The treatment recommendations for scaphoid fractures will depend on:

  • Location of the break
  • Displaced or non-displaced fracture
  • Blood supply to the injured area
  • Time elapsed since the injury

A good blood supply to the bones enables healing since blood carries oxygen and nutrients needed for healing. Unfortunately, the wrist bones have a limited blood supply that can hinder healing.

Prompt treatment of a scaphoid fracture will help avoid potential complications.

According to the American Society for Surgery of the Hand maximizing function, relieving pain, and preventing arthritis are the primary goals of treatment. Treatment for a scaphoid fracture ranges from casting to surgery.

Non-Surgical Treatment

Casting or splinting is the usual non-surgical treatment for a scaphoid fracture that is recent, non-displaced, and near the thumb so that it has an adequate blood supply.

For this type of fracture, the cast or splint is placed on the forearm and hand, from below the elbow to include the thumb.

Immobilization is especially effective in treating scaphoid fractures in children.

Healing time varies from person to person. Healing of the fracture is monitored with radiographs. A cast is typically worn from six to 12 weeks. Removal of the cast is based on when the bones appear to form a union.

Surgical Treatment

The goal of surgery is to realign and stabilize the fracture. Surgery increases the chance of proper healing.

Non-displaced fractures in areas with limited blood supply often heal better with surgery. Fractures, with even small amounts of displacement, are prone to heal improperly. Therefore, surgery is the recommended course of action.

With surgical treatment, a small pin or screw is used to join the bone fragments and hold the fragments together. Typically, you would be referred to an orthopedic surgeon for this procedure.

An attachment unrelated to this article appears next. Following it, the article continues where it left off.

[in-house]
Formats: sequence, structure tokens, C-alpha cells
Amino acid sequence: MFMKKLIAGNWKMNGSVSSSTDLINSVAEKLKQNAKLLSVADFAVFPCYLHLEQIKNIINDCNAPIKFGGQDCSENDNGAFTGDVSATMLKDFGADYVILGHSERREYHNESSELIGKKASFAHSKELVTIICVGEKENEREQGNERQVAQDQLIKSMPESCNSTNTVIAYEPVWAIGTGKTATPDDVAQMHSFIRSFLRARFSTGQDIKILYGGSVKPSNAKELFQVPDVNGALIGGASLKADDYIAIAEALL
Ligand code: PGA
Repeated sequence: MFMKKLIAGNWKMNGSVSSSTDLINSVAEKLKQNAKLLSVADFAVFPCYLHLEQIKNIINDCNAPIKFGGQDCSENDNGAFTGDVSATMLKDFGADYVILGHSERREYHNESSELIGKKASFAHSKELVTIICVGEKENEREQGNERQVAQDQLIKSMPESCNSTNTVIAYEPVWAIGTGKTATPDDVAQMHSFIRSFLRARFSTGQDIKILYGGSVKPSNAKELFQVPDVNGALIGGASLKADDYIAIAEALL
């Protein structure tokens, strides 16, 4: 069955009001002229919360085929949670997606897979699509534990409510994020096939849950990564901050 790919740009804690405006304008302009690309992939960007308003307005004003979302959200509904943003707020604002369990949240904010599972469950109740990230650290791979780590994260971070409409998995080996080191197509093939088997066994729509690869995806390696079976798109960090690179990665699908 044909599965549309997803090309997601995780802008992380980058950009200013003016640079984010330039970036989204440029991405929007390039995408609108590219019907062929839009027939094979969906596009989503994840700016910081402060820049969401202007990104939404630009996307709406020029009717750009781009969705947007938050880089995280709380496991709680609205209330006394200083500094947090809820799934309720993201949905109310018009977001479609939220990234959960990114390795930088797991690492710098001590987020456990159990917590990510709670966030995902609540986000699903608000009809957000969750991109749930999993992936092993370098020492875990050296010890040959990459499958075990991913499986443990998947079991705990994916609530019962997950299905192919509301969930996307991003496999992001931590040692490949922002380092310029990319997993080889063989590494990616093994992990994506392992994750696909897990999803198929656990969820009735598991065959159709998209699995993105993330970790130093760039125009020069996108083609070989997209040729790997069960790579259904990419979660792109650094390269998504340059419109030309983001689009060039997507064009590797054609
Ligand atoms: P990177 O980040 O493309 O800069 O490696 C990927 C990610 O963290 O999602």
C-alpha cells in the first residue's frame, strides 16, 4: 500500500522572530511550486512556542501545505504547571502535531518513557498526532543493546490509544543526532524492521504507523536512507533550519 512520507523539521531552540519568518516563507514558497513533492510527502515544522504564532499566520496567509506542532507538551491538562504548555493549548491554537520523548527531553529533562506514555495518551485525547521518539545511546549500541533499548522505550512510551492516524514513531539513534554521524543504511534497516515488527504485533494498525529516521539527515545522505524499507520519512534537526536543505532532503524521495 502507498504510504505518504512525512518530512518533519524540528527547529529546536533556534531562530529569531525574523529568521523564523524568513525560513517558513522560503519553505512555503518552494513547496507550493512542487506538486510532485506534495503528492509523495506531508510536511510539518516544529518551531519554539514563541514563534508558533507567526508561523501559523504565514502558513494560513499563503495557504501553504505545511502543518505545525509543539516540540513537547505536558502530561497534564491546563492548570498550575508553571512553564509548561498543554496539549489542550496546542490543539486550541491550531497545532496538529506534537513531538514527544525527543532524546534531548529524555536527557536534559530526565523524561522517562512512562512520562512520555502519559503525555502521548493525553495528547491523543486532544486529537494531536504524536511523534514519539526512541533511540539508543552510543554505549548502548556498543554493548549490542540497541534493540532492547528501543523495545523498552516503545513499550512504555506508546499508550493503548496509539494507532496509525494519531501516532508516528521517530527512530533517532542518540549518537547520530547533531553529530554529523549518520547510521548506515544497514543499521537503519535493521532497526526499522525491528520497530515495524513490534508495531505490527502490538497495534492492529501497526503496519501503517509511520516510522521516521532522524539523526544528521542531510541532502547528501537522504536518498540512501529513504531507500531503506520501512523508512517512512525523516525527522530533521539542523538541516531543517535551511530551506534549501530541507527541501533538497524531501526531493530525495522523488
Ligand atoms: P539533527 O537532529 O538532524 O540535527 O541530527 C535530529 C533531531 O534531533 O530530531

Surgery can reduce the time a cast is worn or eliminate the need for a cast. Some believe surgical intervention enables normal wrist movement to return more quickly than non-surgical treatment.

Alternative Treatment

A bone stimulator, a small device that delivers pulsed electromagnetic waves or low-intensity ultrasonic waves, can assist in healing. These treatments encourage calcification so that the two ends of the bone come together, forming a union.


While the fracture is healing you should avoid:

  • Lifting and carrying more than one pound
  • Pushing or pulling objects heavier than one pound
  • Participating in high impact activities
  • Participating in activities with a high chance of falling
  • Throwing with the injured arm
  • Using machinery that vibrates

The lack of blood supply to the wrist bones causes scaphoid fractures to heal more slowly than most fractures. Some patients require six months or more to heal and need to keep the wrist immobile during this time.

It is important that fingers are intentionally moved and exercised during healing to maintain strength and range of motion. 

A hand therapist can assist with recovery and help with returning to normal activities once healing is complete.

Possible Complications

The possible complications that can occur after a scaphoid fracture include:

  • Delayed union: The fracture not completely healed after 4 months of wearing a cast.
  • Non-union: No healing of separated bone fragments.
  • Malunion: When the fracture heals incorrectly, bones are misaligned, possibly leading to pain with gripping or wrist movement.

These complications can be corrected with surgery. 

Osteoarthritis occurs when cartilage in the joint, which provides a cushion between bones, becomes worn and frayed. The cartilage can be so worn that bone rubs on bone causing pain. Osteoarthritis can develop after any joint fracture but is more likely to develop with reoccurring injury and imperfect healing.

A Word From Verywell

While a minor fall and a sore wrist may not seem cause for concern, it's important to seek medical attention. What you may think is a sprain could indeed be a fracture, which will more successfully heal the sooner you receive treatment.

5 Sources